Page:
Tekuma: Art Needs Space. Space Needs Art.

Tekuma, a startup out of MIT’s Master of Architecture and Real Estate Development program, is turning any space into an art gallery.

Rough Draft Ventures is excited to announce our support of Marwan Aboudib and Kun Qian of Tekuma, an innovative art curation platform that connects artists with less conventional spaces like Airbnbs and lobbies of residential buildings. Tekuma not only enhances the aesthetic value of these spaces, but boosts their real estate value as well.

Airbnb hosts simply upload their property to the Tekuma site and Tekuma matches the space with local art. Since hosts have already done the legwork of uploading photos and unit details to Airbnb, Tekuma works directly off their Airbnb profiles. Currently, Tekuma is only working with hosts that manage multiple properties. They plan to roll out a consumer-facing interface in the coming year.

Tekuma’s online curation platform

In a similar spirit to that of Airbnb, Tekuma immerses travelers in the local community by displaying work by local artists (including another RDV portfolio founder, s/o Alessandro of Humon) as well as non-profit organizations like Art Lifting, which empowers artists living with homelessness or disability through the sale of their artwork, and Roots Studio, which does similar work with indigenous Indian artists.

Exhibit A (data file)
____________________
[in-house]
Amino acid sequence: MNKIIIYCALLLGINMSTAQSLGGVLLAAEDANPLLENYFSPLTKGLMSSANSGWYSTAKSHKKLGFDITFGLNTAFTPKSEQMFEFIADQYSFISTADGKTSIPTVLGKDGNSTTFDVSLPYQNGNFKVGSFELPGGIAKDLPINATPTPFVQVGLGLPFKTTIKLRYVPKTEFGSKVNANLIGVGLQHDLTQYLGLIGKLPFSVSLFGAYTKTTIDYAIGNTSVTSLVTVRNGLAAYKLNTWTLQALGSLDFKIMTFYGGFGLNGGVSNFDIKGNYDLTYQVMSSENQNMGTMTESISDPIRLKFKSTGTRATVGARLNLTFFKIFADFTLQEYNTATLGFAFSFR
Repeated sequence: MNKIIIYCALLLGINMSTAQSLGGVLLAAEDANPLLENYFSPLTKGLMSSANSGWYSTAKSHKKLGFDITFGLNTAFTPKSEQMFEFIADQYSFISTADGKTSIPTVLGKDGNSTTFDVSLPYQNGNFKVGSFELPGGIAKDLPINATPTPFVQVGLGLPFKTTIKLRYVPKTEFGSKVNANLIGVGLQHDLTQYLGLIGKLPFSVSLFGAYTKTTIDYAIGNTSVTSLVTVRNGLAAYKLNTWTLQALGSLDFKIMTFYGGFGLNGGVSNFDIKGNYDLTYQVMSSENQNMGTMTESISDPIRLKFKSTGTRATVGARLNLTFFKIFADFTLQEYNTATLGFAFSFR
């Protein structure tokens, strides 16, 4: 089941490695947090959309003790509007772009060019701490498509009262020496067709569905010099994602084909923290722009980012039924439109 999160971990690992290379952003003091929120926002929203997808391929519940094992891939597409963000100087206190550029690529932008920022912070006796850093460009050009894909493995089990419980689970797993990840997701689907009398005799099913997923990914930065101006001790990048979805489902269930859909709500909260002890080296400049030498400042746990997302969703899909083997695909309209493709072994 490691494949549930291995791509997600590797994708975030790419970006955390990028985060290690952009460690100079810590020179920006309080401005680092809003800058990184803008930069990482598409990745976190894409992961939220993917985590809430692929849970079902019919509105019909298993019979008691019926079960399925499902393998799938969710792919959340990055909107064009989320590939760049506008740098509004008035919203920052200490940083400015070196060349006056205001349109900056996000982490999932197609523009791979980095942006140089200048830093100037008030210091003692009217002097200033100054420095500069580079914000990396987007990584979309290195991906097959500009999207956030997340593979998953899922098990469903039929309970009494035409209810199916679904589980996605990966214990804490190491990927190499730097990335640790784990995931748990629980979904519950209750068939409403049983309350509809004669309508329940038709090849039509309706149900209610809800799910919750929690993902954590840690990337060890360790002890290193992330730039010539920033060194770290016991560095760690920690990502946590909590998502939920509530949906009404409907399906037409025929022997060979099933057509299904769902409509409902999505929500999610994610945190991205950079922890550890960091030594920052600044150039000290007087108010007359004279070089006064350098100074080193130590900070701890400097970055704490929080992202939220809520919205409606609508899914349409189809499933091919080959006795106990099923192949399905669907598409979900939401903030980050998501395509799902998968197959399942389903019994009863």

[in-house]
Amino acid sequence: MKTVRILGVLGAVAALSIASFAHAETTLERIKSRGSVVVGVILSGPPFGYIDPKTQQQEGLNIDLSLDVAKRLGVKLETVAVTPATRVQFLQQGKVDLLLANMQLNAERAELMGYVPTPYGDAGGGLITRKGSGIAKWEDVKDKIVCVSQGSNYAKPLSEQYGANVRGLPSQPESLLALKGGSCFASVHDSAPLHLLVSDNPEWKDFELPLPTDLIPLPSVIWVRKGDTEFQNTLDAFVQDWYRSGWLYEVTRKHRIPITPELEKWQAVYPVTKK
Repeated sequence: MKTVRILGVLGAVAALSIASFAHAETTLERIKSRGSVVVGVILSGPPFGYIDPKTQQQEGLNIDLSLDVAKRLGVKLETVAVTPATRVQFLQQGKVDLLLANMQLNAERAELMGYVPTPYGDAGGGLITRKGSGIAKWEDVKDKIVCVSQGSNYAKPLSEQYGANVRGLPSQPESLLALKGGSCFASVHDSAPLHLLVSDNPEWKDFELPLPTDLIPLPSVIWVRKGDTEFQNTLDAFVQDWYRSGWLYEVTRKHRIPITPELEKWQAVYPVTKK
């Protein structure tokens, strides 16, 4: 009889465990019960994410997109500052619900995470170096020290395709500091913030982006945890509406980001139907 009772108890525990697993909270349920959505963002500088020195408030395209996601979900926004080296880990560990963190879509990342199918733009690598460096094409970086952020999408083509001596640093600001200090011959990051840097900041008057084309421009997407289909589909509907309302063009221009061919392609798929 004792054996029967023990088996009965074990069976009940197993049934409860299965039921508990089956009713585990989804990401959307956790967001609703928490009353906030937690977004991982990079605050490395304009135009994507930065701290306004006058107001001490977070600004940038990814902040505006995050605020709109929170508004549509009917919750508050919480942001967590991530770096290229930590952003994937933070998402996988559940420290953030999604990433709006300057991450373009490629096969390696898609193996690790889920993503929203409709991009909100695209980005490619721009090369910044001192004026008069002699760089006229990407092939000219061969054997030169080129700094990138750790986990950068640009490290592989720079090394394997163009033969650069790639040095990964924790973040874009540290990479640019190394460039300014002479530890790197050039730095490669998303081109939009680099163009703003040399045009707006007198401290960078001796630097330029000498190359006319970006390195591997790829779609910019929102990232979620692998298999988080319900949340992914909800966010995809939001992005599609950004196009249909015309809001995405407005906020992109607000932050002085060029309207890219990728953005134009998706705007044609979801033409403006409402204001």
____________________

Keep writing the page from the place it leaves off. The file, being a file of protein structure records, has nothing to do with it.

Tekuma was founded on a simple thesis: Space adds value to art, art adds value to space.

That first notion is pretty intuitive: Wall space is hard to come by in the art industry. By connecting artists with wall space, artists gain exposure, which can convert to sales. They’re also rolling out a QR purchase code which will enable travelers to purchase pieces directly off the wall. This innovative sales channel is attractive for artists, especially since travelers are some of their biggest customers.

That second notion, however, that art adds value to space, is where things get really compelling. In addition to its decorative value, art actually drives up the monetary value of a space, too. That means Airbnb hosts and property managers can actually earn more by curating their spaces through Tekuma.

To validate this thesis, Tekuma rented two otherwise identical apartments, curated one and not the other, and listed them on Airbnb. The results are powerful:

The curated apartment had 3x the amount of bookings over a 6-week period. Then, they raised the price of the curated apartment by 15%. The apartment still had a 10% higher booking rate.

Since Tekuma’s launch in Boston this summer, the startup has landed 100 Airbnbs and counting. Check out some of the spaces they’ve curated here.

Marwan and Kun just graduated from MIT’s Graduate School of Architecture and are now working Tekuma full time. When we first met Tekuma back in spring, they were a team of three working out of an Airbnb they managed (appropriately). Since then, they’ve grown the team to 8 employees including recent grads from Harvard, MIT, Dartmouth’s Tuck School of Business, and McGill University.

Tekuma’s Airbnb office. The downstairs functions as the team’s office and the upstairs is listed as a “private room” Airbnb for travelers.

To learn more about Tekuma, visit Tekuma.io. Stay tuned for updates!


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